A month after three women and a young girl were found captive in a Cleveland home, Reuters checks in on the victims' situation, or at least their financial state. The Cleveland Courage Fund, a tax-free trust set up in their name, has been flooded with donations and now totals $825,000. The victims have begun dipping into the money, which will be split evenly among Gina DeJesus, Michelle Knight, Amanda Berry, and Berry's six-year-old daughter. "The outpouring of public support has been nothing short of remarkable," the victims previously said in a letter via ABC News.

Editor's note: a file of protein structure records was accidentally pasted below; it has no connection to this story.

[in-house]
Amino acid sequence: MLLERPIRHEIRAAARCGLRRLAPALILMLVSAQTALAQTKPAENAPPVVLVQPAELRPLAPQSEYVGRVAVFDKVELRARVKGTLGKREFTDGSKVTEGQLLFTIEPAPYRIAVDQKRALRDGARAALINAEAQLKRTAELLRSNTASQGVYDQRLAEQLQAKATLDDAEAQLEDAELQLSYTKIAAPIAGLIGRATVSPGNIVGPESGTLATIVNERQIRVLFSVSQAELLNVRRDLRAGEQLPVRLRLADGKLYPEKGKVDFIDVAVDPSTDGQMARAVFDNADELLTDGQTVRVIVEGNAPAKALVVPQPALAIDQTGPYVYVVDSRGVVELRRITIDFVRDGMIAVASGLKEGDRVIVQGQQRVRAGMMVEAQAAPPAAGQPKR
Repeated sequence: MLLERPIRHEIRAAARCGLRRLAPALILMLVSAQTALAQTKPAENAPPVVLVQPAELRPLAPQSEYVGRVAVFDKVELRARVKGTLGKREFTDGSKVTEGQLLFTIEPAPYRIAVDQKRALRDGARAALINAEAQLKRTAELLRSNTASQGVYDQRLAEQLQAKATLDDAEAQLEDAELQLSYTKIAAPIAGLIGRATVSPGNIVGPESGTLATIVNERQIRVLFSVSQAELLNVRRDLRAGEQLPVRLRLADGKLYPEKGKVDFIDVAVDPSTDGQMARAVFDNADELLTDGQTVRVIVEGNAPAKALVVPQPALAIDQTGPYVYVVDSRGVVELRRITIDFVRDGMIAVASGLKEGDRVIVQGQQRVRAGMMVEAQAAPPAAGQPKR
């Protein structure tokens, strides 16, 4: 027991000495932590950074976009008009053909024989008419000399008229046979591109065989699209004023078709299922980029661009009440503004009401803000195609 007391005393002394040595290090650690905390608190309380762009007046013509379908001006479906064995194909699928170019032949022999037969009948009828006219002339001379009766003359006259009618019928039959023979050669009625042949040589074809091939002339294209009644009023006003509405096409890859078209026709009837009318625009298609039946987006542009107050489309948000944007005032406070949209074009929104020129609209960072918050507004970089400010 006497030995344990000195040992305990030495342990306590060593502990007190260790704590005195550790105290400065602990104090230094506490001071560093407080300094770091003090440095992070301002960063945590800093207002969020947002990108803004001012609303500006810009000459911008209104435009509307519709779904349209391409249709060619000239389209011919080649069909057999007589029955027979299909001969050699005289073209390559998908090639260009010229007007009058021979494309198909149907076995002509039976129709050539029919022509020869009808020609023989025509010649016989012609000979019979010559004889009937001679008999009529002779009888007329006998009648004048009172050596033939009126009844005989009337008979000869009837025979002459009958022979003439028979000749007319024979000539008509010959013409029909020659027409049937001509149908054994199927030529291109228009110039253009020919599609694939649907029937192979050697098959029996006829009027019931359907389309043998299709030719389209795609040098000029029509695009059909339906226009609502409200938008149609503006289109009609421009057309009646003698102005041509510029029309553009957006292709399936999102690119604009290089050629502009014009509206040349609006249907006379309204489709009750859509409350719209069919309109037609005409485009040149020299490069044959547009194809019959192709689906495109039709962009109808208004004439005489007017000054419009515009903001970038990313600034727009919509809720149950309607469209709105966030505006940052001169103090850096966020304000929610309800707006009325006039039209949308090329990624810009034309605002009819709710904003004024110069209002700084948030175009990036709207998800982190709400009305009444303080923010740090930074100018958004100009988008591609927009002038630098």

"The community is acting in a way you would hope they would act," the fund's co-trustee told Reuters, adding the money will help the women with whatever they need. "Ten years out of society means not finishing school, no job training, and not learning how to drive." It's not only money that's being offered up. Doctors and dentists have volunteered their services, while others have donated the use of vacation homes and cars. Meanwhile, Reuters reports neighborhood residents have talked about tearing down Ariel Castro's now boarded-up house and planting four oak trees in its place. (Read more Cleveland Kidnapping stories.)